Licences PL023 and PL024 extend over an area of 4200 km2 in water depths of between 120m and 200m. Rockhopper has now completed an interpretation of the existing 1832 km of 2D seismic data covering the licenced areas and the results confirm the presence of a number of prospects and some 17 leads.
The J1 prospect is a robust 4 way closure, with potential oil-in-place of over 300 million barrels as assessed by Scott Pickford Limited. The J Central and J North prospects have the potential to contain 90 and 30 million bbls respectively in place based on the company's own estimates. The leads range in size individually from 70 million bbls potentially in place to over 850 million bbls potentially in place based on the company's own estimates. The new survey is intended to better define the J1 prospect in licence PL024 as well as a number of other leads and prospects in PL023 and PL024 which are have been identified on the existing 2D data.
Rockhopper's other 100% licences, PL032 & PL033, are covered by approximately 1540 km of 2D and 368 km2 of 3D seismic data. Licences PL032 and PL033, which lie in 350m to 500m of water contain a number of prospects and leads which have been mapped at various levels. Most of these prospects are downfaulted closures against the main fault at various levels on the eastern basin margin. These range in size from 290 million barrels to 620 million barrels potentially in place according to the company's own estimates.In addition to the down-faulted closures, two large 'pinch-out' prospects have been mapped, one with over 150 million bbls potentially in place, the other with over 1.5 billion bbls potentially in place based on the company's own estimates. Further 3D seismic is required to develop the acreage for potential drilling. Funding is in place for this new 3D and a programme has already been designed.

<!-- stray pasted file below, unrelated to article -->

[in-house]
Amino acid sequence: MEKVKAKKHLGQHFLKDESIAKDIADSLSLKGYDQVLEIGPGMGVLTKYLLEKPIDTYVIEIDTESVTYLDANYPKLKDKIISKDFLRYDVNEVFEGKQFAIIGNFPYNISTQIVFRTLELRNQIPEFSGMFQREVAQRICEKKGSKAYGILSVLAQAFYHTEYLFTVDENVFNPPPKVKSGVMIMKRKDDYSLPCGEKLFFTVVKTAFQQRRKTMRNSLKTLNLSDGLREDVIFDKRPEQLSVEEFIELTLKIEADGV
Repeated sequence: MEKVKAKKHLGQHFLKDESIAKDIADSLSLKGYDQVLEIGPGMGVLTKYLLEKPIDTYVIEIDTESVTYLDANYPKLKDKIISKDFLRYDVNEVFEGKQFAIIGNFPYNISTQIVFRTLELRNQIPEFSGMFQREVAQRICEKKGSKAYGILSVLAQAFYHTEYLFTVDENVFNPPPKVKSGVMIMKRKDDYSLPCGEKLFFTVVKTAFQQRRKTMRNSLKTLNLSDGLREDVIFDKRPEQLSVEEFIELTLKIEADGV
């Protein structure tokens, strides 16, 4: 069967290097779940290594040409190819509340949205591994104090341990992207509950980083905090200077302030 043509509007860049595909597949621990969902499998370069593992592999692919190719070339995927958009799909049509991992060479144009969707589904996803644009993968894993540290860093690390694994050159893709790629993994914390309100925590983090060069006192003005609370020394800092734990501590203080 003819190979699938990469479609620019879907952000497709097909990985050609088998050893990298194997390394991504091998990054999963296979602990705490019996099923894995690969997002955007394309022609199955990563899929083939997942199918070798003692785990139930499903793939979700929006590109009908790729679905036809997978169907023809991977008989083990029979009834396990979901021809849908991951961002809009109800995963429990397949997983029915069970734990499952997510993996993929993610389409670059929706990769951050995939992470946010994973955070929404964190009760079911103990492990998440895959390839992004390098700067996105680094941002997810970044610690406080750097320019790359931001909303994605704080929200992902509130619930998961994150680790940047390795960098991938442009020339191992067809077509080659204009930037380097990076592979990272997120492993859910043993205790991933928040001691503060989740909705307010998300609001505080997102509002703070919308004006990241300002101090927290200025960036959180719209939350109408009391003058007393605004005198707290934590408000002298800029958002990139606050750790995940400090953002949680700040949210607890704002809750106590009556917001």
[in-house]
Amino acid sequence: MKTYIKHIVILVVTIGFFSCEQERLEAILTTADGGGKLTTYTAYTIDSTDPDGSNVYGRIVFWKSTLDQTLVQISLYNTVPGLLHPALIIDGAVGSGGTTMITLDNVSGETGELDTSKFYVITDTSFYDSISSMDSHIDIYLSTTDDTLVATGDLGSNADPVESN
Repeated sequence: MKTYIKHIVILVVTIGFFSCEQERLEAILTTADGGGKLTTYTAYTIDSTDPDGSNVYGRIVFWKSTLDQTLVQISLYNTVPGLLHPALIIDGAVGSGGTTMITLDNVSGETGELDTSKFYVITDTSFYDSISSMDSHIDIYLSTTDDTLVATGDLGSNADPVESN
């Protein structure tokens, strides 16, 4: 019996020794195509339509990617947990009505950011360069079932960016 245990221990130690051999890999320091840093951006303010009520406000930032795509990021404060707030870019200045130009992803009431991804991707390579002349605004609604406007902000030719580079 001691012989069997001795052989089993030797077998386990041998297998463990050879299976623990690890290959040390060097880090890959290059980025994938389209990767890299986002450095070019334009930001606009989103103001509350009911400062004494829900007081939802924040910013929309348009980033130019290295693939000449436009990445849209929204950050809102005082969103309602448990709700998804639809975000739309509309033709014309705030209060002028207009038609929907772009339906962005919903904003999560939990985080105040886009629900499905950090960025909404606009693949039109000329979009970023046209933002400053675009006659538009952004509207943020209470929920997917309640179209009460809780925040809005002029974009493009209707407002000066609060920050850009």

Rockhopper Exploration plc
Sam Moody - Managing Director 01722 414 419
Aquila Financial Ltd
Peter Reilly 020 7849 3319
Yvonne Fraser 020 7849 3326
The Rockhopper Group started trading in February 2004 to invest in and carry out an offshore oil exploration programme to the north of the Falkland Islands. The Group, who floated on AIM in August 2005, is currently the largest licence holder in the North Falkland Basin and owns a 100 per cent. interest in four offshore production licences which cover approximately 5,800 sq. km. These licences have been granted by the Falkland Islands government. In total, the Board and its Consultant, the Falklands expert David Bodecott, have over 120 years experience in the oil industry, with specific expertise in the field of exploration and in the region itself.